Erbil International Airport FILE
CNN  — 

Six rockets landed near Erbil International Airport in the semiautonomous Kurdistan region in northern Iraq on Wednesday, according to a statement released by the Ministry of Interior of the Kurdistan Regional Government.

A US defense official with direct knowledge of the latest reports told CNN initial indicators are that three rockets struck a base where US troops are located, with additional rockets hitting outside the base. There are no reports of US injuries or damage so far.

The US has some initial indications the rockets may have been larger than those typically used, but officials are still trying to confirm that. The defense official called this attack “troubling” because of the number of rockets involved and the possible use of larger-scale weapons.

The rockets were fired from the direction of Sheikh Amir, a small town in Nineveh province, which is under the control of a predominantly Shia paramilitary force, Hashad al Shabbi, according to the to the Interior Ministry of the Kurdistan Regional Government. It said the rockets landed in a remote area without causing any casualties.

The Iraqi Defense Ministry released a statement adding: “On Wednesday evening, a terrorist group targeted Erbil Governorate with several missiles using a modified Kia four-wheel carrying a rocket launcher. It was ordered to arrest the security commander in charge of the area where the rockets were fired from, and an investigation was opened immediately.”

Prime Minister of the Kurdistan Region of Iraq Masrour Barzani, strongly condemned the rocket attacks, tweeting, “The KRG will not tolerate any attempt to undermine Kurdistan’s stability and our response will be robust. I have spoken to the Prime Minister of Iraq, Mustafa al-Kadhimi, on the importance of holding the perpetrators accountable.”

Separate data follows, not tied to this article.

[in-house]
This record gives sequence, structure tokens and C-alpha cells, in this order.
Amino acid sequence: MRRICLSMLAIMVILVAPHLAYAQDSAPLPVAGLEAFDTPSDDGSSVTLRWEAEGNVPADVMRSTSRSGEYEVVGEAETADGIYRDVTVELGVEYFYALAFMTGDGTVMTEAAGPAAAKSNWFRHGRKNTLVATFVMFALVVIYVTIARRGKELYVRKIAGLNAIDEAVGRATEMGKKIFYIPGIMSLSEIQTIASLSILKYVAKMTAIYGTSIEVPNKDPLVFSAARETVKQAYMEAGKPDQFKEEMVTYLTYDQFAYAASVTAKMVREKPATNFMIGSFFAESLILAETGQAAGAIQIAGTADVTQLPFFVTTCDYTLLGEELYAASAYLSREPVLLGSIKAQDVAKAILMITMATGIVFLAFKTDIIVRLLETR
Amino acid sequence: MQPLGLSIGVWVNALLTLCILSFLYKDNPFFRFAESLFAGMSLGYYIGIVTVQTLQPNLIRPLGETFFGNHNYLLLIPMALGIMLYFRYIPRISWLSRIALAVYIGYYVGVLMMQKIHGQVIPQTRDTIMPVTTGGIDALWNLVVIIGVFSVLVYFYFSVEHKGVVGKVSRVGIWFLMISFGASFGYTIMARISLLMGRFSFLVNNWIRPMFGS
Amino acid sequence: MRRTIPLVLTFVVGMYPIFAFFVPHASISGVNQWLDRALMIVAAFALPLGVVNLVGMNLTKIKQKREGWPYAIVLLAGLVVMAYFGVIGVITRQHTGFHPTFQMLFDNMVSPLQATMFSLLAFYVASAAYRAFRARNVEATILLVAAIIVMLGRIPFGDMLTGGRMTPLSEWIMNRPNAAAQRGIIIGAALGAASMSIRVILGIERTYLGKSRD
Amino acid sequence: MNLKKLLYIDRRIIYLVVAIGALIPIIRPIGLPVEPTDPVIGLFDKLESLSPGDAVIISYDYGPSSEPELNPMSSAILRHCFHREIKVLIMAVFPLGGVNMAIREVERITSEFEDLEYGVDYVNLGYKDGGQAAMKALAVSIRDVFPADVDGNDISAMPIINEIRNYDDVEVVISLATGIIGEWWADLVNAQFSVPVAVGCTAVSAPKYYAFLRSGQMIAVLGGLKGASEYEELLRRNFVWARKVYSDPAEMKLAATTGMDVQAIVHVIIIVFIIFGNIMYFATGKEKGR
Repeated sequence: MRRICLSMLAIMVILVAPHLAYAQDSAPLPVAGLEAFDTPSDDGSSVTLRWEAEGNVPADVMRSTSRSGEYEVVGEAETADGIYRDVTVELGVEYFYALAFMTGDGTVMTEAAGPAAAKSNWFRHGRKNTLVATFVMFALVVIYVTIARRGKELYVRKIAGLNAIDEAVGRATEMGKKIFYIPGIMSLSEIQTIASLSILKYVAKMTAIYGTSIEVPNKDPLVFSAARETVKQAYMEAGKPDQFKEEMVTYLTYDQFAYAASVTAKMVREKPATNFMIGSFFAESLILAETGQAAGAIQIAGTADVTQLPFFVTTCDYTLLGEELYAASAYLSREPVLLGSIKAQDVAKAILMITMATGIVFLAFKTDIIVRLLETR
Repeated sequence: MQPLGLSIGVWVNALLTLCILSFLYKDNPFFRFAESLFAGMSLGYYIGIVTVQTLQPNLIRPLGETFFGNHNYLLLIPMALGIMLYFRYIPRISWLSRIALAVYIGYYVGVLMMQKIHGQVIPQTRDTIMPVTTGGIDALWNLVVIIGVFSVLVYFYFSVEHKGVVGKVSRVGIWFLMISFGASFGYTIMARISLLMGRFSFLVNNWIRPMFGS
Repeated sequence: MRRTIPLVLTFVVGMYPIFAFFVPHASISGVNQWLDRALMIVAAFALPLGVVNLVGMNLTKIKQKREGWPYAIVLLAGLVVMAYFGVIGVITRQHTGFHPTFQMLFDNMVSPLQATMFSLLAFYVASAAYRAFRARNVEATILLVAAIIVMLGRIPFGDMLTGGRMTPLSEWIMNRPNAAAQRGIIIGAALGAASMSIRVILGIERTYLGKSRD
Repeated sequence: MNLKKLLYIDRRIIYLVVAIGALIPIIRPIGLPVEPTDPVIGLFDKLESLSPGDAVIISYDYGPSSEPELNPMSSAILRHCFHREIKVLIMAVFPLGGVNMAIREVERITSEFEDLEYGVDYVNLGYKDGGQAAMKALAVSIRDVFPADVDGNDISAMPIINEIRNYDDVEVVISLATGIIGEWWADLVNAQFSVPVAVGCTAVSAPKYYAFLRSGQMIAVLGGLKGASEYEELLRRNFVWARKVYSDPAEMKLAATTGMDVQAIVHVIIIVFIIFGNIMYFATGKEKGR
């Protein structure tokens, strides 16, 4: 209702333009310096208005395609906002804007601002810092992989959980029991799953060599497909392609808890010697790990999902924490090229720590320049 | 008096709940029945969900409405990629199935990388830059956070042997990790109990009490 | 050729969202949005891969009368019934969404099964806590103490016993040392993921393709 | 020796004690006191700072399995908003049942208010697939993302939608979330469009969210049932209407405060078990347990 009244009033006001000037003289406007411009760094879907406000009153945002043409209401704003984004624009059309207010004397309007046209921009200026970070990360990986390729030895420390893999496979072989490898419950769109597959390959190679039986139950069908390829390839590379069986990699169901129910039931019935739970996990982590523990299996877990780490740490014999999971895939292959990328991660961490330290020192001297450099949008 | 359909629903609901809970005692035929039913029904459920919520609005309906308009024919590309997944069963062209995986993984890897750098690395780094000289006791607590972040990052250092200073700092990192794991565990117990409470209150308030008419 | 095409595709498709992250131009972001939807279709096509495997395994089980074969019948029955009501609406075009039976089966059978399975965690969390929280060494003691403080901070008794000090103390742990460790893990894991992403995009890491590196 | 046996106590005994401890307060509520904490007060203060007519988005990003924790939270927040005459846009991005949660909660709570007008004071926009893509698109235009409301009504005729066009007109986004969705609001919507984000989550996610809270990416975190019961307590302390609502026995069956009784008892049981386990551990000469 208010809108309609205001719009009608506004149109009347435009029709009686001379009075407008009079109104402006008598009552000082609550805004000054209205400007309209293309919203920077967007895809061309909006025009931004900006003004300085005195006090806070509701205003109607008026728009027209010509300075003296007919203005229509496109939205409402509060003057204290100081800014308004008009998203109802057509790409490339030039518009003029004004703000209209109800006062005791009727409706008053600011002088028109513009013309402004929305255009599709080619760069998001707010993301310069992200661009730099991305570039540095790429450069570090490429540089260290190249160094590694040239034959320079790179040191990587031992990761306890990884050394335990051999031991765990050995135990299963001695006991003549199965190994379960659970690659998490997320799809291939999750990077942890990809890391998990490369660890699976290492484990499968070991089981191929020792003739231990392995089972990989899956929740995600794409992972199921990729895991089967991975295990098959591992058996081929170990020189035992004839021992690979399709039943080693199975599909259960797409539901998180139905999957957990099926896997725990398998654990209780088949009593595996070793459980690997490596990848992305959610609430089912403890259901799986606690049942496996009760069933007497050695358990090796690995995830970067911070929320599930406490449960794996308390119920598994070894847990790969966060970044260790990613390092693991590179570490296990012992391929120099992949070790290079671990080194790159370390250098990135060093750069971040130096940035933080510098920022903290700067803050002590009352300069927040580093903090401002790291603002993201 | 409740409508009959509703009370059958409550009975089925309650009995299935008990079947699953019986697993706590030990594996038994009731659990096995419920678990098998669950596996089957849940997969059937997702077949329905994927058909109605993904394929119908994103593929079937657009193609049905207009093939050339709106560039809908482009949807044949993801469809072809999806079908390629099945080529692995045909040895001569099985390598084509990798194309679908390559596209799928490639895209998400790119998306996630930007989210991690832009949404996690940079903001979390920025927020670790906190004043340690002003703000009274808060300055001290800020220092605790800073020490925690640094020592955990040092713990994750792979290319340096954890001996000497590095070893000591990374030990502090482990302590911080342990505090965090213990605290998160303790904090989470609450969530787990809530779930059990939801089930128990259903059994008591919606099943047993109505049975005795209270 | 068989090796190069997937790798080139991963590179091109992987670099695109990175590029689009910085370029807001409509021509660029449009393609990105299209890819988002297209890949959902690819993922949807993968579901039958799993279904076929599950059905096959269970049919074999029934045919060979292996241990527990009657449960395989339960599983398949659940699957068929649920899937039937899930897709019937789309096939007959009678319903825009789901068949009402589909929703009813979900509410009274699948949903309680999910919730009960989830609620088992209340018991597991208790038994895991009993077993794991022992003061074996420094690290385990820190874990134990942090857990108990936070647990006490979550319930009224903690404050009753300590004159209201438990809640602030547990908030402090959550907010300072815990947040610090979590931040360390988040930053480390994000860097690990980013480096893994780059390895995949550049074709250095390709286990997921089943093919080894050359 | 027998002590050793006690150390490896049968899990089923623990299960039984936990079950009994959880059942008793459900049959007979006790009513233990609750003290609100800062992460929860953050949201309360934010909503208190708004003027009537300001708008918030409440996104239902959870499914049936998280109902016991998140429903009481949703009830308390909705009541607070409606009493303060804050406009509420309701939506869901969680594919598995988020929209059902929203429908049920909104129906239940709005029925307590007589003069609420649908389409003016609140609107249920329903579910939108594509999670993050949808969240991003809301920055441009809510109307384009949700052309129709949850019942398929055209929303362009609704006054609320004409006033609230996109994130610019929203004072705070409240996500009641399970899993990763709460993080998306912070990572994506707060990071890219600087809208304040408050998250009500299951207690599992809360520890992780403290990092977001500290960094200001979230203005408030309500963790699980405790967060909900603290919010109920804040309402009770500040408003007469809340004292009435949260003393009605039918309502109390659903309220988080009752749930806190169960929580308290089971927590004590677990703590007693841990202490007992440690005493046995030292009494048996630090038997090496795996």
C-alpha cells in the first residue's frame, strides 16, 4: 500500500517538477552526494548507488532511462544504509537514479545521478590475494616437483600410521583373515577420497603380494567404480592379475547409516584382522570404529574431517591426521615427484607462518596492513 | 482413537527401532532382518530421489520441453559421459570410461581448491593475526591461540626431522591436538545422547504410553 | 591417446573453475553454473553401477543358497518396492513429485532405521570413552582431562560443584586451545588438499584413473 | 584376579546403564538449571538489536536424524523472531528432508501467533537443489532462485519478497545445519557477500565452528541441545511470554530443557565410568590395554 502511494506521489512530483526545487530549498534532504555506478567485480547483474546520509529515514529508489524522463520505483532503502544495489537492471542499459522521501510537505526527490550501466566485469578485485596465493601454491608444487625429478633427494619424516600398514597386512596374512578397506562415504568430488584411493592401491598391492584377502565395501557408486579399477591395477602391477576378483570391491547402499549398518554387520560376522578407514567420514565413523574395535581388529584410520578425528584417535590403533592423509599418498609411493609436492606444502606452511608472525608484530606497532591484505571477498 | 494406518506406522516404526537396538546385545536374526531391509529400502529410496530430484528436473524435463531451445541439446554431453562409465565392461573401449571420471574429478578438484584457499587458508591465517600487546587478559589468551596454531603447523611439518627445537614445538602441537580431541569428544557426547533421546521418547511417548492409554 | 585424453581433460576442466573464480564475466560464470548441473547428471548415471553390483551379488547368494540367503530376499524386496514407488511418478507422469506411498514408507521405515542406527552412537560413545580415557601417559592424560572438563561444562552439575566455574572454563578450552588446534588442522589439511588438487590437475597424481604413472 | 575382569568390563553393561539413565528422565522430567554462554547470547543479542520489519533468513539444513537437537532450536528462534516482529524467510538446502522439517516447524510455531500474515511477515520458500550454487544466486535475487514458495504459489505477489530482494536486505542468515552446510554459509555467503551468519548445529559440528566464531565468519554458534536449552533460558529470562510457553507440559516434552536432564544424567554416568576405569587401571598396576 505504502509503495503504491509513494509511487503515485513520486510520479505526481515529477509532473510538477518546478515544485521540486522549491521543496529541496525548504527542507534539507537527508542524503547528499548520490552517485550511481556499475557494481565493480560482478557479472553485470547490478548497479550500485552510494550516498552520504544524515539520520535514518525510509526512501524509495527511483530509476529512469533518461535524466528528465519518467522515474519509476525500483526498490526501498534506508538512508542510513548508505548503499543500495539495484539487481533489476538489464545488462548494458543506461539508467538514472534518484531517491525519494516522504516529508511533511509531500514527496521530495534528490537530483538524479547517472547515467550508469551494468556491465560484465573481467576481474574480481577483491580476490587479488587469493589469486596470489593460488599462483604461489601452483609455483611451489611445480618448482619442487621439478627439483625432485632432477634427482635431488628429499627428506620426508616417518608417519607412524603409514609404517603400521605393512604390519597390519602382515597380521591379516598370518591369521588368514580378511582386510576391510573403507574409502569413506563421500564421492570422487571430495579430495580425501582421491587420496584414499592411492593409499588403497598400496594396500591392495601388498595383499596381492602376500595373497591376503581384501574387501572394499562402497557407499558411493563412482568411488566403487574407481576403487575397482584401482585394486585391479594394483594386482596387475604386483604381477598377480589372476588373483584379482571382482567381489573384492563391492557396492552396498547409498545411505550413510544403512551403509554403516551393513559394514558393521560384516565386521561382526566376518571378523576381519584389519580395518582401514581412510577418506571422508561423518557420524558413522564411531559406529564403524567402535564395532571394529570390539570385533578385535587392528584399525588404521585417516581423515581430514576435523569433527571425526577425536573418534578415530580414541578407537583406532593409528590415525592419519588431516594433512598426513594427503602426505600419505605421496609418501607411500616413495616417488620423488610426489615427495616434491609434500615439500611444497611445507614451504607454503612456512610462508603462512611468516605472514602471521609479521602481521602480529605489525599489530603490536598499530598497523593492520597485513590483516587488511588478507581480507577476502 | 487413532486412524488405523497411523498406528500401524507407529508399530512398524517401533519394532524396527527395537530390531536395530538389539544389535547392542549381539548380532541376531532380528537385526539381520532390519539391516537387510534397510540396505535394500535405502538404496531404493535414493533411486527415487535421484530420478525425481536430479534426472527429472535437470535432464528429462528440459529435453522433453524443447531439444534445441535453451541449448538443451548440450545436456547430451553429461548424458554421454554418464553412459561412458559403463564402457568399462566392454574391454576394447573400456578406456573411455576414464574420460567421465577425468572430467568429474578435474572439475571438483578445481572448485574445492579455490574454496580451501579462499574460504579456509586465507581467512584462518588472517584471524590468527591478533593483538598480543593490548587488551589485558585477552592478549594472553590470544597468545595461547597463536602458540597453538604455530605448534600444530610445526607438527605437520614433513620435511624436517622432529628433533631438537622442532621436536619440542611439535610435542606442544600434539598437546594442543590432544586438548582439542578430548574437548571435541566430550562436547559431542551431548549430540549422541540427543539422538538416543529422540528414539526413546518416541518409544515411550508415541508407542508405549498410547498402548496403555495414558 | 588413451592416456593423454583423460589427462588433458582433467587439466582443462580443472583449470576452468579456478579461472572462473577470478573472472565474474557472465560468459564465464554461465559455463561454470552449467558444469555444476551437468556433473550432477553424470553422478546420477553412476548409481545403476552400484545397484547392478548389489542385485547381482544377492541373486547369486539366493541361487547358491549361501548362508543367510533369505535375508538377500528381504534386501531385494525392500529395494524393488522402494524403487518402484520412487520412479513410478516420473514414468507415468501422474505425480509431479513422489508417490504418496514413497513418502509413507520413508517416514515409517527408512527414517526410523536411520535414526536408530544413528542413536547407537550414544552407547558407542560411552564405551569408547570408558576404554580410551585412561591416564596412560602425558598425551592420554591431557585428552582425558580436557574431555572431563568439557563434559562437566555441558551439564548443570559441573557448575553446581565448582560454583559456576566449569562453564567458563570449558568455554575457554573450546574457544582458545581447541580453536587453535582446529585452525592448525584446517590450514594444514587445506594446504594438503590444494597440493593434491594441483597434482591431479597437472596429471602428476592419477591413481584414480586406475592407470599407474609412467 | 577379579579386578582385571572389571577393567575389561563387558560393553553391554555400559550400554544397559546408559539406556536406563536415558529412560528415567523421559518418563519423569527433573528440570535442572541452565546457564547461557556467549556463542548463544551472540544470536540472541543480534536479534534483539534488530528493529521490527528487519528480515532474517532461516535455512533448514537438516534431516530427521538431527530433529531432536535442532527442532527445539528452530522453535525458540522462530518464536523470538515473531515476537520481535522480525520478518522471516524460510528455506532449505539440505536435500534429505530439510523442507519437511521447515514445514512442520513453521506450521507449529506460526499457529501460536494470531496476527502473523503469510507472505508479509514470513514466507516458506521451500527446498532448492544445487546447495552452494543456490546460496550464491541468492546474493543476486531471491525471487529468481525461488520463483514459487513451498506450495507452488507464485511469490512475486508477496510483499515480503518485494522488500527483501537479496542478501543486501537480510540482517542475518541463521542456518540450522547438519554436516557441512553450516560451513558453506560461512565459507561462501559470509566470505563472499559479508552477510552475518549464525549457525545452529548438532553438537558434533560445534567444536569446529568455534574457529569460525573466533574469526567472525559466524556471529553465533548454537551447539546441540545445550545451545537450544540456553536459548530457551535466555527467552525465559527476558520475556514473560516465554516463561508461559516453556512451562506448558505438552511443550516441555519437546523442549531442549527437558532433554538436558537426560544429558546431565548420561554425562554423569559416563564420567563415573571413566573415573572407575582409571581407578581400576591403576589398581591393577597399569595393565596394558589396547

An Iraqi former deputy prime minister, Hoshyar Zebari, tweeted: “Another escalation to disrupt security in Iraq and Iraqi Kurdistan by the same groups who are attacking the US Embassy in Baghdad and its convoys. Actions is needed to stop it.”

The attack comes a day after CNN reported the Trump administration told Iraqi leaders at multiple levels that it would close the US Embassy in Baghdad if Iranian-backed militia attacks targeting US personnel in the country don’t subside, demonstrating the seriousness of the consideration, according to three US officials.

The threat to close the embassy – America’s largest in the region – has shocked Iraqi officials, especially as it came after what the country viewed as a successful visit to Washington last month. US officials said the administration will make a determination about the status of the embassy in the coming weeks, and any changes would require briefings to Congress.

Tensions between the US and Iranian-backed forces in Iraq skyrocketed before and after the killing of Iranian commander Qasem Soleimani in a US drone strike in Baghdad in January.

In response, Iran launched more than a dozen missiles at two Iraqi bases that hold US troops, prompting questions over whether the administration fully considered the fallout from such a strike, and if an appropriate legal basis was established for the presidential authorization of lethal force.

In March, two Americans and a British national were killed in a rocket attack on a military base in Taji, Iraq, that one US official said was likely the work of Iran.

It is unclear precisely how Iraq would move to drive down the militia attacks, and how quickly the Iraqis could take the necessary action. There is, however, more that the Iraqi security forces can do to combat the Iranian-backed militia attacks and provide protection to US facilities and personnel in the country, US and Iraqi officials said, but did not elaborate on specifics.

There are also fears that the reporting on these diplomatic demands could throw fuel on the fire and result in militia groups carrying out even more attacks, the US and Iraqi officials said.

This story has been updated with additional information Wednesday.

CNN’s Kylie Atwood, Jennifer Hansler and Paul LeBlanc contributed to this report.